Crossword solvers have brains 10 years younger than their age!

If you are one of those that needs their daily crossword fix, don't be put off by dimwits telling you it's a waste of time – scientists have shown that your brain may be 10 years younger than your actual age.

Researchers calculate that people who engage in daily word puzzles have brain function equivalent to 10 years younger than their age, on tests of grammatical reasoning speed and short-term memory accuracy.

Scientists at the University of Exeter and King's College London carried online testing on more than 17,000 healthy people aged 50 to gauge their memory, attention and reasoning. They found that the more regularly participants engaged with word puzzles, the better they performed on tasks assessing attention, reasoning and memory.

The researchers say that it was proved that daily crossword solving could help prevent mental decline in later life.

Enlightened newspaper editors have long encouraged their sub-editors to engage in crossword solving. Now, there is a scientific basis for this. Professor Keith Wesnes, from the University of Exeter, said, "We found direct relationships between the frequency of word puzzle use and the speed and accuracy of performance on nine cognitive tasks assessing a range of aspects of function including attention, reasoning and memory.

"Performance was consistently better in those who reported engaging in puzzles, and generally improved incrementally with the frequency of puzzle use.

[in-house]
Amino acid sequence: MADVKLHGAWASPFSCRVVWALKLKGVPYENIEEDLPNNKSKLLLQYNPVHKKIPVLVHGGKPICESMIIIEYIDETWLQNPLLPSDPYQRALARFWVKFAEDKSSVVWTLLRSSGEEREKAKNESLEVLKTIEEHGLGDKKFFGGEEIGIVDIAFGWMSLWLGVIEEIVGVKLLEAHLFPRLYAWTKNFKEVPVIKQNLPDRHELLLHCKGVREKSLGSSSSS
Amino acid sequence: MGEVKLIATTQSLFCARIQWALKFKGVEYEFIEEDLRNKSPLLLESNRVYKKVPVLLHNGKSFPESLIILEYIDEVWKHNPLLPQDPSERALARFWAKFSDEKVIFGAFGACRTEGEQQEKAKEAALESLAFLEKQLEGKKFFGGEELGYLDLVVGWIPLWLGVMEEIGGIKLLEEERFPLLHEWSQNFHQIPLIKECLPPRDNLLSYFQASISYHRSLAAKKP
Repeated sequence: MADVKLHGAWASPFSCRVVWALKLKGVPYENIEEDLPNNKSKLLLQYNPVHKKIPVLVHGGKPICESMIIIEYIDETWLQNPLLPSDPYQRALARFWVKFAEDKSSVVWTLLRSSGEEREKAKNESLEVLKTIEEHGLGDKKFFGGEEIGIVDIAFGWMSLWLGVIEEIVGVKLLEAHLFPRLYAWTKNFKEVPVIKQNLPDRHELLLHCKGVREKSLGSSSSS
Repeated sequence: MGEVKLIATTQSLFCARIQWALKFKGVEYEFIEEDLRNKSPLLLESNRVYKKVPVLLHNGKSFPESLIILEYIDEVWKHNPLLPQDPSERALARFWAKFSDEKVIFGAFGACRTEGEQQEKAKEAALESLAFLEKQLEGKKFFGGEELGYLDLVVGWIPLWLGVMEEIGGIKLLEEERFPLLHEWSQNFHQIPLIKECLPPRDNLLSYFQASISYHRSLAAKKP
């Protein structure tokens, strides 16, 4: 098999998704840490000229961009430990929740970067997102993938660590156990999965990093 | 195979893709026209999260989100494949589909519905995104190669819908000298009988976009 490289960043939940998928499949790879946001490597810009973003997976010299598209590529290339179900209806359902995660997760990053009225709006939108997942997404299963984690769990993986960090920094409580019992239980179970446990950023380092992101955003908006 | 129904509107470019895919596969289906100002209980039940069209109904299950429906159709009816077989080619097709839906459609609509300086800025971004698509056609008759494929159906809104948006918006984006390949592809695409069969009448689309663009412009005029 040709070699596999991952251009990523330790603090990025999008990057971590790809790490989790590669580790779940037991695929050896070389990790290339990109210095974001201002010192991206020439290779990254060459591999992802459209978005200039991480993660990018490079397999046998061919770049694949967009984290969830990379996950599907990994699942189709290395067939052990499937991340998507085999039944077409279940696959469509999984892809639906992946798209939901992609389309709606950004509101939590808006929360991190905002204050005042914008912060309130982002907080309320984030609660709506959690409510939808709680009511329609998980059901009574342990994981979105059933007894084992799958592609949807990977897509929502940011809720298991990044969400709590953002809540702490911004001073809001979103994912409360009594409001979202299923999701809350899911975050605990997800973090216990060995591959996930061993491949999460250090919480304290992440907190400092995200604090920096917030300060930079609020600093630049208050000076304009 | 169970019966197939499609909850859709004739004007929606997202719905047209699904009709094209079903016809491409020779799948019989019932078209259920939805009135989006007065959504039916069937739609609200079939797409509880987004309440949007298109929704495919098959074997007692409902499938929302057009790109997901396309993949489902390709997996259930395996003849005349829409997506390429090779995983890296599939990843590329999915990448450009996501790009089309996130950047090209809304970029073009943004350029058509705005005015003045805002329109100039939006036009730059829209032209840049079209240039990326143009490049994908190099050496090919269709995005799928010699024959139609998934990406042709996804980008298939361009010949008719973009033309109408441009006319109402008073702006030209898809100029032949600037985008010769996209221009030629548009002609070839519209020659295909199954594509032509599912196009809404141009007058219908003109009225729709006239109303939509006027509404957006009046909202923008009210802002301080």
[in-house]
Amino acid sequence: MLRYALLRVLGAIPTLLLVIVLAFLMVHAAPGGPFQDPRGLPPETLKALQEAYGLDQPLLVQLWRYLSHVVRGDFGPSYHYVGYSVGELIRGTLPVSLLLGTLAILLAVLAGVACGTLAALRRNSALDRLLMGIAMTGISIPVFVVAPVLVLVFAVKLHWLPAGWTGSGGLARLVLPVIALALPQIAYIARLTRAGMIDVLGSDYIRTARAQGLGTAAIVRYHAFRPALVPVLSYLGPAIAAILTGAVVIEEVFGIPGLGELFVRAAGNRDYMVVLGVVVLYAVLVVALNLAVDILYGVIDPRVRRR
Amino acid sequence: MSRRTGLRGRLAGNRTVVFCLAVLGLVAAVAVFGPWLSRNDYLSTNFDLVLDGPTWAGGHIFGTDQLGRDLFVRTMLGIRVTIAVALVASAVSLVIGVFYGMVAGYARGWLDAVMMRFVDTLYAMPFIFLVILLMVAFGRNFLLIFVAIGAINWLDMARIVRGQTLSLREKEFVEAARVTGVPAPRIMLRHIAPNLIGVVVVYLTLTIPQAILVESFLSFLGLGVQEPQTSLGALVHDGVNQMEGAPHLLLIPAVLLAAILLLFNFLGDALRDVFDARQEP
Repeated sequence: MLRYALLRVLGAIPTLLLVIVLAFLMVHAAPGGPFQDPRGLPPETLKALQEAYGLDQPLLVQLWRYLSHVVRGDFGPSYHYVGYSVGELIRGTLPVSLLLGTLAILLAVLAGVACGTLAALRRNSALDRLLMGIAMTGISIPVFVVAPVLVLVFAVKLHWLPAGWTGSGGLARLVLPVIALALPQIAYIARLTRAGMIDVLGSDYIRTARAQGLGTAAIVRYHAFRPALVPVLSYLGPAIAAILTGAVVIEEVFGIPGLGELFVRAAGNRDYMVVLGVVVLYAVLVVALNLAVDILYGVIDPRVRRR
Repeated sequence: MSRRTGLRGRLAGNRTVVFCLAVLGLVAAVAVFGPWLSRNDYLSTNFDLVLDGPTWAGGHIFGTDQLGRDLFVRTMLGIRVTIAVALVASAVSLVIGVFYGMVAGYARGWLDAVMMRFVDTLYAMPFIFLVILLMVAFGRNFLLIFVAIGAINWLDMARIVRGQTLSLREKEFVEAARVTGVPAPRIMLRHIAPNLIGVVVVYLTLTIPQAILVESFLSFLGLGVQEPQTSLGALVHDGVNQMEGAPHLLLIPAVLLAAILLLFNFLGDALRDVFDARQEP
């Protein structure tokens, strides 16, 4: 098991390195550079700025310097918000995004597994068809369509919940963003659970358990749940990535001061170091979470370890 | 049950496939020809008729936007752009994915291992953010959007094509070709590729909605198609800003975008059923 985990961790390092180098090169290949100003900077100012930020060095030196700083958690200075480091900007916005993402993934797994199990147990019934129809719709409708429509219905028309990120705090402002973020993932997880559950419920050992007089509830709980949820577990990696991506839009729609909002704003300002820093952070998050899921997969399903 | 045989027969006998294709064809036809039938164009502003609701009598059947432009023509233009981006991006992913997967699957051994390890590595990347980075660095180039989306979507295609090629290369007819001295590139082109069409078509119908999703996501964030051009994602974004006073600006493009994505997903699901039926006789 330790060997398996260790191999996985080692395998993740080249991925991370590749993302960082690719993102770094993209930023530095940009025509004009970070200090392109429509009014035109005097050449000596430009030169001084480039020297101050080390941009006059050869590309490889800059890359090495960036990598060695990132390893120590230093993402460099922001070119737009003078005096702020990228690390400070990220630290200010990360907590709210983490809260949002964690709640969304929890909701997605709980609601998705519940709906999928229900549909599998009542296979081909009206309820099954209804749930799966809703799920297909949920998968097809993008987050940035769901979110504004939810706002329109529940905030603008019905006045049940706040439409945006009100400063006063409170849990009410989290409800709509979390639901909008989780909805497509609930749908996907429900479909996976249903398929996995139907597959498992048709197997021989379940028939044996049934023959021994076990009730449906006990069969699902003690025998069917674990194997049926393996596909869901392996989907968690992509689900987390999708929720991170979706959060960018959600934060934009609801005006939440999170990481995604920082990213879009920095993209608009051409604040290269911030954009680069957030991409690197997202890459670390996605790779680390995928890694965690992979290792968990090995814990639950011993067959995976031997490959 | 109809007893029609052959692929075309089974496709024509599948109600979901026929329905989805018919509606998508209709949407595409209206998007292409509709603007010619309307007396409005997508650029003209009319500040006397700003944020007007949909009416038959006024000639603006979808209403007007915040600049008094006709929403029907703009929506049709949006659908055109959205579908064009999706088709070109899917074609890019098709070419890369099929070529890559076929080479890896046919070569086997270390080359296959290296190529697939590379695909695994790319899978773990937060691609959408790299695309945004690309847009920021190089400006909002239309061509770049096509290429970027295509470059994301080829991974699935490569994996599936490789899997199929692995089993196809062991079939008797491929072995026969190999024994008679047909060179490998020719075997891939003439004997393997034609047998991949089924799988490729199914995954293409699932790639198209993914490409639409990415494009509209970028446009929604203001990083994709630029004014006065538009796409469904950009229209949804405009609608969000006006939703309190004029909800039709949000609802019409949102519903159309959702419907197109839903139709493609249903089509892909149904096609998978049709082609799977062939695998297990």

"For example, on test measures of grammatical reasoning speed and short-term memory accuracy, performing word puzzles was associated with an age-related reduction of around 10 years.

"We now need to follow up this very exciting association in a clinical trial, to establish whether engaging in puzzles results in improvement in brain function."

The scientists are hoping their work will identify the lifestyle factors that will help people maintain healthy brains.

Professor Clive Ballard, also from the University of Exeter, said, "We can't yet say that crosswords give you a sharper brain, the next step is to assess whether encouraging people to start playing word games regularly could actually improve their brain function."

The results were presented at the Alzheimer's Association International Conference (AAIC) 2017 in London.

Dementia charities said that it was possible that puzzles help build up cognitive reserve which protected the brain against decline in later life.

Dr Doug Brown, from the Alzheimer's Society, told The Telegraph, "We know that keeping an active mind can help to reduce decline in thinking skills. This new research does reveal a link between word puzzles, like crosswords, and memory and thinking skills, but we can't say definitively that regular 'puzzling' improves these skills.

"To be able to say for sure, the crucial next step is to test if there are benefits in people who take up word puzzles. In the meantime, our top tips to reduce the risk of developing dementia are keeping physically active, avoiding smoking and eating a healthy balanced diet."